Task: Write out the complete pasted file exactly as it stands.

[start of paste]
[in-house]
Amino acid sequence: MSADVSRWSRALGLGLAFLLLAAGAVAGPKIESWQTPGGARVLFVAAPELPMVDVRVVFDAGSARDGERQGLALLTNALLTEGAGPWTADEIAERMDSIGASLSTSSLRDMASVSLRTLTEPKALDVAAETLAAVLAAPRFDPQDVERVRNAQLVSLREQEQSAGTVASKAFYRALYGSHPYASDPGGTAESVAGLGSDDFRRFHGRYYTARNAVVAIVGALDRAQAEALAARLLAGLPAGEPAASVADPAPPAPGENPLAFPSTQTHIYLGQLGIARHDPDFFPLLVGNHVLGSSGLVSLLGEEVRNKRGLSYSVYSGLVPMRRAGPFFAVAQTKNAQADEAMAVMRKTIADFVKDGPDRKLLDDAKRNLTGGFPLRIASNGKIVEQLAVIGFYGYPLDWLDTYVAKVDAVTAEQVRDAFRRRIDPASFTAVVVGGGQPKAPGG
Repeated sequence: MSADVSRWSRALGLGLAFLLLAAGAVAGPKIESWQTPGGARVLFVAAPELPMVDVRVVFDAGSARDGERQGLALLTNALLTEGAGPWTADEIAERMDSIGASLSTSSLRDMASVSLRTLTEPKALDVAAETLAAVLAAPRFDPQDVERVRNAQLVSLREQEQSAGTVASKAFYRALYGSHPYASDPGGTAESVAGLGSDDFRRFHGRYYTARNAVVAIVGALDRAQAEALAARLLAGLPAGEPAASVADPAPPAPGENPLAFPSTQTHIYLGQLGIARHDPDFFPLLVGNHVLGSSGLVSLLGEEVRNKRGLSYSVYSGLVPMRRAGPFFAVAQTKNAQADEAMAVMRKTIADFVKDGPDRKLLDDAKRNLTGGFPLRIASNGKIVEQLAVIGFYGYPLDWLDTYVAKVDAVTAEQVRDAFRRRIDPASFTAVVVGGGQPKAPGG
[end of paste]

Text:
[in-house]
Amino acid sequence: MSADVSRWSRALGLGLAFLLLAAGAVAGPKIESWQTPGGARVLFVAAPELPMVDVRVVFDAGSARDGERQGLALLTNALLTEGAGPWTADEIAERMDSIGASLSTSSLRDMASVSLRTLTEPKALDVAAETLAAVLAAPRFDPQDVERVRNAQLVSLREQEQSAGTVASKAFYRALYGSHPYASDPGGTAESVAGLGSDDFRRFHGRYYTARNAVVAIVGALDRAQAEALAARLLAGLPAGEPAASVADPAPPAPGENPLAFPSTQTHIYLGQLGIARHDPDFFPLLVGNHVLGSSGLVSLLGEEVRNKRGLSYSVYSGLVPMRRAGPFFAVAQTKNAQADEAMAVMRKTIADFVKDGPDRKLLDDAKRNLTGGFPLRIASNGKIVEQLAVIGFYGYPLDWLDTYVAKVDAVTAEQVRDAFRRRIDPASFTAVVVGGGQPKAPGG
Repeated sequence: MSADVSRWSRALGLGLAFLLLAAGAVAGPKIESWQTPGGARVLFVAAPELPMVDVRVVFDAGSARDGERQGLALLTNALLTEGAGPWTADEIAERMDSIGASLSTSSLRDMASVSLRTLTEPKALDVAAETLAAVLAAPRFDPQDVERVRNAQLVSLREQEQSAGTVASKAFYRALYGSHPYASDPGGTAESVAGLGSDDFRRFHGRYYTARNAVVAIVGALDRAQAEALAARLLAGLPAGEPAASVADPAPPAPGENPLAFPSTQTHIYLGQLGIARHDPDFFPLLVGNHVLGSSGLVSLLGEEVRNKRGLSYSVYSGLVPMRRAGPFFAVAQTKNAQADEAMAVMRKTIADFVKDGPDRKLLDDAKRNLTGGFPLRIASNGKIVEQLAVIGFYGYPLDWLDTYVAKVDAVTAEQVRDAFRRRIDPASFTAVVVGGGQPKAPGG